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Life’s Journey of a Refugee


"Life’s Journey of a Refugee" is a unique voyage from the cauldron of early 20th-century ethnic cleansing to the melting-pot of the mid-century American Dream, from the wrong side of World War II through the gang wars of 1950’s Brooklyn and the triumph and tragedies of postwar America.

For six hundred years, the Catholic Land of Gottschee has endured as a remote outpost of the House of Austria, the outermost point of the Holy Roman Empire, a “linguistic island” of medieval German in present-day Slovenia. It has withstood the Bosnian Warlord and Napoleon, but German catastrophe in World War I brings ethnic tension with the local Slavs to a simmer, hastening the exodus of educated Gottscheers.

Edwin Stalzer is born at the boiling point, the moment of Gottschee’s final tragedy. Deluding themselves that they can escape persecution by “reuniting” with the Third Reich, Gottscheers are multiply betrayed by Hitler, who trades their ancestral farms away to the Italians while resettling them not in Germany, but on stolen Styrian land.

Forced to be both robbed and robber, Ed’s people must defend themselves as long as they can against the rage of Tito’s partisans and the Allies. His childhood intermingles harsh realities of rural life, Nazi politics, air raid and guerrilla war with sacred moments of idyll and holiday, until Gottschee is driven into penniless exile. Ed’s life is spared only because of his father’s extraordinary empathy with the wronged Slavs, braving the punishment of forced conscription to the Russian front.

Gottscheers are ordered to Austria on the last days of the Third Reich, on a nightmare wagon train delivering them into the hands of incensed Yugoslav fighters. Ed and his mother and brother witness atrocity and nobility as they escape through the Russian zone of Austria into the grim world of the refugee camps.

Only the strongest can both survive and escape the hellish winters without resources of privacy in this parallel universe outside the Austrian mainstream, where at the age of seven, Ed must play co-breadwinner by hustling scrap metal and fruit. The conquest of shoeless poverty will eventually prove the key to American triumph.

Ed’s father masquerades as a Slovenian to gain release from the Siberian mines, miraculously reappearing to found a master cooper’s shop in Camp 5. Ed must become salesman and bookkeeper while winning over his Austrian schoolmates. Moving ever closer to integration within Austrian social and church life, the family gains the self-sufficiency to attempt emigration to America, the magical sylvan land Ed has come to love through the works of Karl May.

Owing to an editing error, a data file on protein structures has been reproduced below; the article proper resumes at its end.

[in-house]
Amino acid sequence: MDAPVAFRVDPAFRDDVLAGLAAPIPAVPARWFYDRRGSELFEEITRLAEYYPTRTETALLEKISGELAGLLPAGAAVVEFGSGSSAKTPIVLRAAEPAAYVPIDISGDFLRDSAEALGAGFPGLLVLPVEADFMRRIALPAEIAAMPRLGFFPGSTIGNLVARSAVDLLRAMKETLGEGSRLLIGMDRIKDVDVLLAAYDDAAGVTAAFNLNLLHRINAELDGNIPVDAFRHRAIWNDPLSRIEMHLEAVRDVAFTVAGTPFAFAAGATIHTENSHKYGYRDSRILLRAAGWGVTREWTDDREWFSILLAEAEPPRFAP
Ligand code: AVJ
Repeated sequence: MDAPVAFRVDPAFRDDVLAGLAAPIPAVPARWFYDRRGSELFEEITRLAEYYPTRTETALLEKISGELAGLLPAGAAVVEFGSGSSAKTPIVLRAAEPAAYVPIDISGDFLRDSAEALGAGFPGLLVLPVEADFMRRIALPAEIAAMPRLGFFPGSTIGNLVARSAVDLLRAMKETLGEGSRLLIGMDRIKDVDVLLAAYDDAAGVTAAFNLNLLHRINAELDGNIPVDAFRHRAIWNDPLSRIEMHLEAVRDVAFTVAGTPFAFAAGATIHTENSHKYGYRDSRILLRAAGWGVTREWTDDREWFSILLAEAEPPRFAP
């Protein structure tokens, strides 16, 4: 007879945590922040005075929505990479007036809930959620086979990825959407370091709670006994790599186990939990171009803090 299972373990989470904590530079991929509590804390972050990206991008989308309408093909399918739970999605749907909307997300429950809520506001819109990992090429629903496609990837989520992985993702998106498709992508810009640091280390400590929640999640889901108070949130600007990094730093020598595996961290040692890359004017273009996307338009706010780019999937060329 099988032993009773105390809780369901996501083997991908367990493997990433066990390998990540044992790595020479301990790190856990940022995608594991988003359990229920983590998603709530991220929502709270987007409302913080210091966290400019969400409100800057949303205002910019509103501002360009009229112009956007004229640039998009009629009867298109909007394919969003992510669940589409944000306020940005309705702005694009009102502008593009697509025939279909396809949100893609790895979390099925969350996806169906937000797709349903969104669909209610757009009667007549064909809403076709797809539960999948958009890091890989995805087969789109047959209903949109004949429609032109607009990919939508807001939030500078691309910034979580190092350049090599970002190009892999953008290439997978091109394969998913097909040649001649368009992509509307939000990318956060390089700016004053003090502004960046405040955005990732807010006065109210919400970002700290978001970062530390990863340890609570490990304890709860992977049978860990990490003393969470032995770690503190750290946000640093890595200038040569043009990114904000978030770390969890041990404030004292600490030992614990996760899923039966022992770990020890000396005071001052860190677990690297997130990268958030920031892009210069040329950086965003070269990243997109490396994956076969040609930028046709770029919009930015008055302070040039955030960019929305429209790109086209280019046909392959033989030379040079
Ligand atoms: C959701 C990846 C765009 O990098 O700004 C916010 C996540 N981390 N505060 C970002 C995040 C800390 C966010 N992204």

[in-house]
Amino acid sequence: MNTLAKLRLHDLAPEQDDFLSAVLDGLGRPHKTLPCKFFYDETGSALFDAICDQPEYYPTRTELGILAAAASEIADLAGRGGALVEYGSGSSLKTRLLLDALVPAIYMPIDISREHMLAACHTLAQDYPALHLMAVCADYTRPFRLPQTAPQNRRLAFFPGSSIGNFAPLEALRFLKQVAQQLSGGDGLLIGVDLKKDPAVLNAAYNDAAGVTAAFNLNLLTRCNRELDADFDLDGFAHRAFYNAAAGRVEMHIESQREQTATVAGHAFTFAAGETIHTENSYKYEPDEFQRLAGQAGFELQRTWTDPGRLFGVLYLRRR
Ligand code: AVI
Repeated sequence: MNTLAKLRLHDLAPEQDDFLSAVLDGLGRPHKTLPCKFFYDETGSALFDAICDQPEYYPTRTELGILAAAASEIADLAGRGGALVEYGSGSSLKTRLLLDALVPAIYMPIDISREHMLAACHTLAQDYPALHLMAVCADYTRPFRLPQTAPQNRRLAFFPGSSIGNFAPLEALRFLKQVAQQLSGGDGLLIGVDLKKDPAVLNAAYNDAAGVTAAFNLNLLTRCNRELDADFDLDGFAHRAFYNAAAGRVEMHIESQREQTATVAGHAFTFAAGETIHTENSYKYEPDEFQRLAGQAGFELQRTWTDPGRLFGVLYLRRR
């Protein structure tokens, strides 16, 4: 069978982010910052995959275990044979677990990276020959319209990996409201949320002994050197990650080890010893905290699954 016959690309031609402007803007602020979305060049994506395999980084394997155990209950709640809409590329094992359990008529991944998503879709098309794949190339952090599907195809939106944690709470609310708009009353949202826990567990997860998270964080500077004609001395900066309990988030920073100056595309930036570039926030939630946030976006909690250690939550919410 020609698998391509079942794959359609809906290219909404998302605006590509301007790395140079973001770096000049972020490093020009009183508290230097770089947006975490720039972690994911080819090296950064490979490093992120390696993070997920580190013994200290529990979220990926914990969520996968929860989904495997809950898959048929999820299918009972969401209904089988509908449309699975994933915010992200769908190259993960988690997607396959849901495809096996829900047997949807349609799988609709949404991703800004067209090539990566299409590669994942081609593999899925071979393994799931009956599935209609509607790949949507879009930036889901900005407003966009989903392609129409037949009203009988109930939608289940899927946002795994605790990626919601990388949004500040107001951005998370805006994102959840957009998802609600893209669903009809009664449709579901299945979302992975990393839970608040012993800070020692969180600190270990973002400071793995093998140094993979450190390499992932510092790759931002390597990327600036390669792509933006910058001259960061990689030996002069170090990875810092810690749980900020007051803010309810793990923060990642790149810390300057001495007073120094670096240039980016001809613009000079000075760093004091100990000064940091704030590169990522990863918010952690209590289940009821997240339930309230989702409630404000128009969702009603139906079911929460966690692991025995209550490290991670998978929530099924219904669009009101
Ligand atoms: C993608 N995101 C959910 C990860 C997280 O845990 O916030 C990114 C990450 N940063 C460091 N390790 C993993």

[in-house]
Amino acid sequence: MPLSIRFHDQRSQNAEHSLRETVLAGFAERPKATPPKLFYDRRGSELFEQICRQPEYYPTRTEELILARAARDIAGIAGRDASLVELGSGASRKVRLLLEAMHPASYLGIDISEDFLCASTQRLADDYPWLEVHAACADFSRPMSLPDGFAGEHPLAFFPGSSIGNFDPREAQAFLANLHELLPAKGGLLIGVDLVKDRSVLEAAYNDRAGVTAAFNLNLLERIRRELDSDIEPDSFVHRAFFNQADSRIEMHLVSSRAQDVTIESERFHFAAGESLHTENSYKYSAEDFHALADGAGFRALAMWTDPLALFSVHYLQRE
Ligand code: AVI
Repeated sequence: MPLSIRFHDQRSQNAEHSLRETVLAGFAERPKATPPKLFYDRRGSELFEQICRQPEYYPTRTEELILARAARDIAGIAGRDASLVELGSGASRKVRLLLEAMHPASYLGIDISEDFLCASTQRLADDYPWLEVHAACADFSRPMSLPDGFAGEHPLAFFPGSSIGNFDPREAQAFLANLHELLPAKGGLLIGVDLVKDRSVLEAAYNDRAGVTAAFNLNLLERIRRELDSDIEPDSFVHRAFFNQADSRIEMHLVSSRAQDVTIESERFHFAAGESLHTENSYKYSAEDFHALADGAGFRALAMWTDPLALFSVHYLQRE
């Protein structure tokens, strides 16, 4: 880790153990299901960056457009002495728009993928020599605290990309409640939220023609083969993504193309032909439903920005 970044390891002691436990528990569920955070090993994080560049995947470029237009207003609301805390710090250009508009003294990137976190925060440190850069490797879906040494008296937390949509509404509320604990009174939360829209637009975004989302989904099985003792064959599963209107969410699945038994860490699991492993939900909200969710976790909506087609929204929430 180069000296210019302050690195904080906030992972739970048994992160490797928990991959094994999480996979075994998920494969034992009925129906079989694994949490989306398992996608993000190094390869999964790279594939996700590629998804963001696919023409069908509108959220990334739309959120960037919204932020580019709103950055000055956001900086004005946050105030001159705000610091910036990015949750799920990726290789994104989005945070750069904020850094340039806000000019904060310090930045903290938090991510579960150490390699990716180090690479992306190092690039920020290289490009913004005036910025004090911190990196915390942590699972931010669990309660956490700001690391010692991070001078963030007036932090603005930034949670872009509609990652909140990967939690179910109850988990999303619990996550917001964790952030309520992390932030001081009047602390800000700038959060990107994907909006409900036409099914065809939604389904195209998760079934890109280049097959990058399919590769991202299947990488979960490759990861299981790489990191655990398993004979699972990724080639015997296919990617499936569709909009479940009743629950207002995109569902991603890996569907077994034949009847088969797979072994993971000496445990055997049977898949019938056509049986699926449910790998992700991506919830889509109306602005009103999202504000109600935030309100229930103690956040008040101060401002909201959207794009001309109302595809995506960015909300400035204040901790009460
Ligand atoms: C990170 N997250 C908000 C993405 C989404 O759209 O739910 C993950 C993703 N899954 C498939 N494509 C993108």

Barely making the last cut, the family endures a nauseating ocean crossing. Ed falls in love with America for life, but the family is stuck in the home of the pigheaded Uncle John. Discovering that prejudice and suspicion are part of the New World, too, Ed must combine superior achievement with the will to fight.

Fooled by Uncle John, the family moves to the mean streets of Brooklyn, where Ed is to learn the facts of American life and business, from gang etiquette to love to sales management. From a refugee childhood he has forged an identity as the first American graduate in his family.

Love of America takes Ed into the US Army and back in triumph to occupied Germany, where he flirts with the demimonde and the black market, finally meeting his bride in the social whirl of his role as interpreter to the colorful alcoholic base commander.

Returning to New York for the sixties, for business a-go-go and the Human Potential Movement, Ed achieves his greatest triumphs yet. But clouds are mounting for the new marital and spiritual wars which will make him a kind of refugee old Gottschee never knew.

Five stars on Amazon.com! "An historical gem"!

"Laugh and cry as you face unimaginable horrors through Stalzer’s eyes—from the other socio-political side of World War II. Revel in the grace Gottscheer refugee’s held fast to, as they were: starved, attacked and relocated—repeatedly. Experience history, and the horrors we human’s perpetrate against each other through the eyes of seven year old Stalzer, whose first person accounts are both chilling and uplifting as you experience his unique and intrinsic compassion and strength."
--Reviewed by Kate St.Amour at BookReview.com